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It is just amazing how ridiculous some fans can be. The furor over signing Cespedes was relentless. Fans screamed that the Mets ownership NEVER spends money. And I think it is just incredible that the media feeds the frenzy and perpetuates the insanity.

Whether it was caving into the fan pressure or simply Sandy Alderson sticking to his plan and doing what was right for maintaining that plan and, at the same time, adding additional necessary parts, is irrelevant at this point. The fact is the Mets GM has taken chicken shit and turned it into chicken soup. Yes...he was not very successful with acquiring some bullpen help over the years of his tenure. But then, what GM really has been? Bullpen arms are so unpredictable. But what he HAS done is oversee the reshaping of the franchise, and has made the Mets into a contending team with a strong core of young talent promoted from a revitalized farm system, and bringing in spare parts when and where needed. Isn't that the formula the Yankees used to build their last dynasty?

JimFregosiMetsSo now that the "Sign Cespedes" craze is over, all of those fair weather fans are already starting with the absolute stupidity of trading Matt Harvey...Jacob deGrom...Noah Syndergaard...Steven Matz...Zack Wheeler. I know that Wheeler was included as part of the aborted Carlos Gomez trade, but he was included because he WAS on the DL and still at least a year away from returning from Tommy John surgery. So the Mets went into "win now" mode and were somewhat willing to give up a non-working piece to secure a what they believed would be a working piece.

But to suggest that the Mets give up ANY of the five of Harvey, deGrom, Syndergaard, Matz, and Wheeler in a trade is just plain insane and ignorant. Well...I shouldn't say it like that because EVERYONE can be had...for the RIGHT price.

Does anyone remember a blockbuster trade the Mets made to bring an All-Star shortstop to New York? On December 10, 1971 the Mets thought they would bolster their offense by bringing in Jim Fregosi and moving him to third base. The trade included Francisco Estrada, Leroy Stanton, Don Rose, and Nolan Ryan. The Mets were desperate for some punch at third base and thought that Fregosi was the answer. Little did they realize that he was out-of-shape, near the end of his career, and would never produce the numbers that he did as a shortstop for the Angels, let alone the numbers expected of a productive third baseman.

The Angels, meanwhile, were adamant about including another pitcher...they wanted Gary Gentry. Gentry had shown more consistency than Ryan. But the Mets were willing to part with Ryan because they had grown frustrated with Ryan's inability to harness his power and was so wild that he had walked more batters than most pitchers today strike out. And...to make matters worse...he and his wife hated New York. They didn't like the pace of the city and could not deal with the added pressures of the New York tabloids that were so critical and cynical in an era that didn't even have social media to contend with. And so Gil Hodges and his trusted pitching coach Rube Walker gave their blessings to trade Ryan and be done with the eternal talk of "potential." Little did they know...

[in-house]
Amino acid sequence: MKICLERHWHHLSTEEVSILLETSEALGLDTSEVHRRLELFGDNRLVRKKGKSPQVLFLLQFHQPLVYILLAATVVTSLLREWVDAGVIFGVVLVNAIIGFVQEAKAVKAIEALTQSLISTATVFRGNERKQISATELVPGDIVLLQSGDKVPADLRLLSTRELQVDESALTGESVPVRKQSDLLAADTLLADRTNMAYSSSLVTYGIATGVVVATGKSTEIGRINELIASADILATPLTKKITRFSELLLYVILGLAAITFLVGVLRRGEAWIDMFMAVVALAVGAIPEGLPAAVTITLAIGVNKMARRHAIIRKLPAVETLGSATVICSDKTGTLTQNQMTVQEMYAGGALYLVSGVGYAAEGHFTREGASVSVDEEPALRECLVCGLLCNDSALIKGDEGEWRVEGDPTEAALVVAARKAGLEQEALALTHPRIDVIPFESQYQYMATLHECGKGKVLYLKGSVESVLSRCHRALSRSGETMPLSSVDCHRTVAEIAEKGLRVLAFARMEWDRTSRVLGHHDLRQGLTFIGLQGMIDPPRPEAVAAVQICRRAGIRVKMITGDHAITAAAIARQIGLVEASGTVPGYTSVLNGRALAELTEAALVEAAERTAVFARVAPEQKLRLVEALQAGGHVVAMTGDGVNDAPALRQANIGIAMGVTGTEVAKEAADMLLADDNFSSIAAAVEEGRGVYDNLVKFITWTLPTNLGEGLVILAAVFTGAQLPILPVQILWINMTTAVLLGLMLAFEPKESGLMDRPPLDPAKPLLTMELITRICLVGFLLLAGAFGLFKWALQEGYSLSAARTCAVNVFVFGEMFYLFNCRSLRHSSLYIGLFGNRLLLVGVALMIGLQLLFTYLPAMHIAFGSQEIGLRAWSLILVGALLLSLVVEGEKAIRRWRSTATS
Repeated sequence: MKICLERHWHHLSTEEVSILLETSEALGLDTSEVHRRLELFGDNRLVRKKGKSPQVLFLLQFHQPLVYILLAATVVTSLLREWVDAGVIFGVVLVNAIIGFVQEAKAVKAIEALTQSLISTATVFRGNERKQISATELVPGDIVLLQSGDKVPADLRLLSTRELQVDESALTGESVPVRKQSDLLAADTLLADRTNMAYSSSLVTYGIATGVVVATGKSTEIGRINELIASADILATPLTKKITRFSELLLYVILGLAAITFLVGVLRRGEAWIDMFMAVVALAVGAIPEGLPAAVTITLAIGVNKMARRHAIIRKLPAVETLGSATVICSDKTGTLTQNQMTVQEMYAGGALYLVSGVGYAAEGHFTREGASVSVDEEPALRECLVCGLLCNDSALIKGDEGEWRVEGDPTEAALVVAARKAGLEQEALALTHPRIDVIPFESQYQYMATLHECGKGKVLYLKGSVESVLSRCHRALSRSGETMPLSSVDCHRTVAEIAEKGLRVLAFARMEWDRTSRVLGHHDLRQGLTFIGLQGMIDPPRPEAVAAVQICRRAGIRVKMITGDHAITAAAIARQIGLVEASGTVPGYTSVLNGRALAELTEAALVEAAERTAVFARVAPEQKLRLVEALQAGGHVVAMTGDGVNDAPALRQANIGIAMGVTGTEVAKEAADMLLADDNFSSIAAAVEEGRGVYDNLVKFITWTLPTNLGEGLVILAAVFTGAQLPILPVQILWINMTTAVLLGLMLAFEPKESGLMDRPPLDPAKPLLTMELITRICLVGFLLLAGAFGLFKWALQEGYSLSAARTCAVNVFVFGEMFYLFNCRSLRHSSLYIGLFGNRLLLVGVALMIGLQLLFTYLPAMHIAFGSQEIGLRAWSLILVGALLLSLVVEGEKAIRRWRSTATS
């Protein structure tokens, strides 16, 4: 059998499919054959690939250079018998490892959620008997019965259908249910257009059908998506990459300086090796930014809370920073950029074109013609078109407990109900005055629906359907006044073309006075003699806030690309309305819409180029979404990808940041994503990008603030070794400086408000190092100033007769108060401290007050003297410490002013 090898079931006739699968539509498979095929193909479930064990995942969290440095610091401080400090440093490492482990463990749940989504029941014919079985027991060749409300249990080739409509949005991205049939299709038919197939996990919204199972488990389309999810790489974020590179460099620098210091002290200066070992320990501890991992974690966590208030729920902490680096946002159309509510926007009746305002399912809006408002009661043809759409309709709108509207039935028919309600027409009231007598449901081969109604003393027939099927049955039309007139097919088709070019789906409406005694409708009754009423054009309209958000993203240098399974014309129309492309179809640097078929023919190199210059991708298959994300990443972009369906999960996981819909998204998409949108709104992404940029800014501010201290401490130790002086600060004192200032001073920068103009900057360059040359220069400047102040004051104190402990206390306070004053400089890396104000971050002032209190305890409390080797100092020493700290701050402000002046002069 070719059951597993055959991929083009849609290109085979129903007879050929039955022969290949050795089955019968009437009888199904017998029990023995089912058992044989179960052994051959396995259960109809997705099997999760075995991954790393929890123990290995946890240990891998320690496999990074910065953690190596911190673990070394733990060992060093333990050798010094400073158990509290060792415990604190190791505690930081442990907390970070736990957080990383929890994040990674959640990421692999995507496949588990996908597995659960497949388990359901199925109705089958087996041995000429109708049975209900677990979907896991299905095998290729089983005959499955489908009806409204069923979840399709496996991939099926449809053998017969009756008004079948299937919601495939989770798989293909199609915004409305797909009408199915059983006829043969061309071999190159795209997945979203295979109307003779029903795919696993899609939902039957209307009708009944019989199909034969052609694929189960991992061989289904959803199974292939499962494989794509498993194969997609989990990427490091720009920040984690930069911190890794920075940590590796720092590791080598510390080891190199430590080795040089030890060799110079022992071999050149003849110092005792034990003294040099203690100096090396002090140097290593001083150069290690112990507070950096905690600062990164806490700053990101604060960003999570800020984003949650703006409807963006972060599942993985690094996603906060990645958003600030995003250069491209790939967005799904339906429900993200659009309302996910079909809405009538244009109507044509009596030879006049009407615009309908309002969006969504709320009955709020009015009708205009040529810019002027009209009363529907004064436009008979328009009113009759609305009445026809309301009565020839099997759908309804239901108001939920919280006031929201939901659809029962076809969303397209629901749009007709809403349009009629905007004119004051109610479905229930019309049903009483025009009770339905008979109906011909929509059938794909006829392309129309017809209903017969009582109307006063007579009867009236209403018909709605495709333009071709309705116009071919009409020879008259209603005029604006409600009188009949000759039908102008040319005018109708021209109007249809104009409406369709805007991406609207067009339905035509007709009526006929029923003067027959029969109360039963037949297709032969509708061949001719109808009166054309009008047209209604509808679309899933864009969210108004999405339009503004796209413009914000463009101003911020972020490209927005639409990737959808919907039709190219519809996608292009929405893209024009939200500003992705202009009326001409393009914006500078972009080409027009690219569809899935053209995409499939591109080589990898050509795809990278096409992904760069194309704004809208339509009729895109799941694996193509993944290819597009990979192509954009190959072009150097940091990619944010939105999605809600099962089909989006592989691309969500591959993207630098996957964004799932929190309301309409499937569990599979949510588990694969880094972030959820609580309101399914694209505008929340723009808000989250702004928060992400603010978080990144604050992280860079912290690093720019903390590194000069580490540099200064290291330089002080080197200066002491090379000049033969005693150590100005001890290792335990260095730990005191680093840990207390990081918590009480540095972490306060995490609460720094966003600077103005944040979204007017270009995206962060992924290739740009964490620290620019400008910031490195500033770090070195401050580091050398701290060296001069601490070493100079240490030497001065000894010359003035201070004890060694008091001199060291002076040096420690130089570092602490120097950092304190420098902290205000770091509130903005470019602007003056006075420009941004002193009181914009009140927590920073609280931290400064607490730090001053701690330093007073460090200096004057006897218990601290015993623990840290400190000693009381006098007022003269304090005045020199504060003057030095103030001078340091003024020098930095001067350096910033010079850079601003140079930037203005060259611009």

Fast forward to 2016...and none of the Fab Five are suffering the same circumstances as the young fireballing Nolan Ryan. Rather, the five have shown that they have harnessed their natural abilities, have learned how to pitch, learned how to make adjustments, and, almost as important, have actually enjoyed themselves and thrived in the New York City spotlight. The fact is, nobody will ever really know if Ryan would have become the great Hall of Famer that he is had he been forced to do it as a Met. But we shouldn't have to learn the same thing about any of the Fab Five.

This staff could turn out to be one of the most dominant staffs ever assembled and could prove to be the asset that allows the Mets to be annual contenders and leaders in the division...much like the Braves of the 1990's. The group should be kept together for as long as possible...and for as long as it is financially feasible.

Unless...unless..unless...some team comes in and bowls the Mets over with someone more substantial than the next Jim Fregosi. Honestly, unless the talks involve Mike Trout of the Angels, Bryce Harper of the Nationals, Giancarlo Stanton of the Marlins, Paul Goldschmidt of the Diamondbacks, I don't want to hear the names of Harvey, deGrom, Syndergaard, Matz, or Wheeler mentioned in any trade talks. Again...everyone can be had for the right price...but anything less than that is absurd. And suggesting that any of the five be traded off for a spare part here or there is just insane! So stop the insanity please...learn from history. If you want to make silly trades that don't make sense, stick to Fantasy League play, because this is the real world.

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About New York Mets Mania

Alan Karmin is an award-winning journalist and author. He was born in Brooklyn, New York and spent most of his life growing up in the New Jersey suburbs. Alan's family were avid Brooklyn Dodgers fans and when the Dodgers moved west, the Mets became the team to root for. The Mets have always been a true focal point, Alan even wrote a term paper in high school to analyze what was wrong with the Mets. While at the University of Miami, Alan honed his craft covering the, gulp, Yankees during spring trainings in Fort Lauderdale for a local NBC affiliate, as well as the Associated Press and UPI. He broadcasted baseball games for the University of Miami, and spring training games for the Baltimore Orioles and Montreal Expos. New York Mets Mania is a forum for Alan to write about his favorite team and for baseball fans to chime in and provide their thoughts and ideas about New York's Amazin' Mets.